The guitar and piano notes weaved together with the voices of our church family as we lifted the generations-old lines to heaven.
“O come, O come, Immanuel, and ransom captive Israel that mourns in lonely exile here until the Son of God appear . . . ”
I heard my youngest daughter’s voice rising next to me — full of volume and unbridled joy. She loves to worship through singing just as much as her mama does. Christmas music is my favorite, especially the carols that often proclaim a deep theology.
Although the text for “O Come, O Come, Immanuel” springs from a seven-verse poem that dates back to the eighth century, it feels like these words could describe our present era. In fact, these words meet us right here after two years of navigating a global pandemic, racial tension still dividing our country, and constant news of natural disasters riddling our earth.
“O come, O King of nations, bind in one the hearts of all mankind. Bid all our sad divisions cease and be yourself our King of Peace. Rejoice, Rejoice! Immanuel shall come to you, O Israel.”
Throughout December, I found myself lingering over the word rejoice like a hummingbird hovering over a flower before diving in for the nectar. There is energy and light in that word that draws me in and encircles me with a sense of warmth.
What does it mean to rejoice? And why do we seem to reserve rejoicing for Christmastime?
In January, I chose rejoice as my word of the year for 2022 and began a treasure hunt through the Bible, paying attention to this word. (It’s everywhere, by the way, and not just in the passages we traditionally read in December.)
After just a little digging, I quickly discovered rejoice is often connected with words like joy, gladden, exult, triumph, or be merry. The prefix “re” means again, going back to how something was before, or repetition. When we re-joice, we are re-joy-cing or returning to joy. I decided to follow this word through my year to see what God might teach me.
So far, I’ve noticed that rejoicing often comes after a season of grief. In the Psalms, David laments, cries out to God, processes his pain with God, and then often returns to praise. David tastes sorrow and sickness, darkness and a deep sense of longing, but then often returns to joy and leads listeners to gratitude.
One of my favorite examples of this is in Psalm 30 when David tells the story of how God has pulled him from a season of grief into a spacious place of joy. David pens these poetic lines: “Weeping may tarry for the night, but joy comes with the morning” (Psalm 30:5 ESV).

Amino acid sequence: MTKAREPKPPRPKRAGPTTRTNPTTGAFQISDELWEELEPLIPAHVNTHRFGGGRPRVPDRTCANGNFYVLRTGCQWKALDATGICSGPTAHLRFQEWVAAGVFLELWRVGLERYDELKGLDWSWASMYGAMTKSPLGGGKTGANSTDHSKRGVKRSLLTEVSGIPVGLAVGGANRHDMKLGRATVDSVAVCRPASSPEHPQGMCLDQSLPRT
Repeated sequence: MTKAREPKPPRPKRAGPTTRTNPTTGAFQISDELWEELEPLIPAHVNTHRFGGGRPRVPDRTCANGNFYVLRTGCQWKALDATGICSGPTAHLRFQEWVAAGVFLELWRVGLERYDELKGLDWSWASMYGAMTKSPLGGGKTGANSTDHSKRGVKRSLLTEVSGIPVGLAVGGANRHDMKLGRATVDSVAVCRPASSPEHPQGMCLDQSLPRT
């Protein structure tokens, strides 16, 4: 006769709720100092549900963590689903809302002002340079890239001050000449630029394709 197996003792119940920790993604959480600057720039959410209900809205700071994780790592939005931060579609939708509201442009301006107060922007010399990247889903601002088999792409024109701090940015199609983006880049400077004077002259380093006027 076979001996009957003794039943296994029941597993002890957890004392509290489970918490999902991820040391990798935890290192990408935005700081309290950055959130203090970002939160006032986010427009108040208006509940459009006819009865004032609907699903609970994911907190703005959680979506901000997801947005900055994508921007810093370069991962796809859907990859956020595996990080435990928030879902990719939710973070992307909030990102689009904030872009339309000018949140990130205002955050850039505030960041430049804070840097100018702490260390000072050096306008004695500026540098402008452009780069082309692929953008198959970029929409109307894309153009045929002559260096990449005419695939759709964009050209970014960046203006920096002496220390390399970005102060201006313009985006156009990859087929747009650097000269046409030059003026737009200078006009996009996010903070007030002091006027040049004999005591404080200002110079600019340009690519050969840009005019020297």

When Shawn and I got married six years ago, we chose these words from Psalm 30:11-12 for our wedding:
You have turned for me my mourning into dancing; you have loosed my sackcloth and clothed me with gladness,
that my glory may sing your praise and not be silent.
O Lord my God, I will give thanks to you forever!
Psalm 30:11-12 (ESV)
These verses held special meaning after my late husband and Shawn’s dear friend died of cancer. God was ushering our family from a time of mourning into rejoicing. He was calling us back to joy and worship.
Today is Ash Wednesday, the beginning of Lent. Many use the time from Ash Wednesday to Easter Saturday as a time to reflect, repent, and return to God in prayer. In some traditions, people choose to fast on the forty weekdays that span the season, entering into the forty-day fast Jesus undertook in the wilderness (Luke 4:1-2). They might choose to take a break from chocolate, meat, social media, or some other indulgence.
We often focus on the fasting. The heart behind this practice is to align ourselves with Jesus’ suffering as we approach Holy Week and Easter. We deprive ourselves to delve deeper into connection with God, but sometimes we get distracted by the fasting itself. At least I know I do.
What if Lent was less about fasting and more about feasting on the presence of God?
People who enter the practice of fasting during Lent often break their fast on Sundays, which are considered feast days of celebration throughout the year. Like the ebb and flow of ocean waves, there is a rhythm of fasting followed by feasting.
This year I’m taking a different approach to Lent. I’m accepting God’s invitation to focus on rejoicing. I invite you to fast from distractions and join me at the table to feast with our Savior, the Bread of Life. Let’s lift our eyes from the loneliness and lack of these past few years and look to the horizon, the resurrection to come.
Twelve years ago, was the first time I chose a word of the year to follow. As I flipped back through the pages of my journals and reflections on my blog, I discovered the first word I chose was joy. Is it any wonder that God is calling me to return to joy this year — to rejoice in all seasons – to re-joy-ce in Him?
Perhaps it’s time to turn the chorus of that familiar Christmas carol into a celebration song anticipating Easter: “Rejoice, Rejoice! Immanuel shall come to you, O Israel.”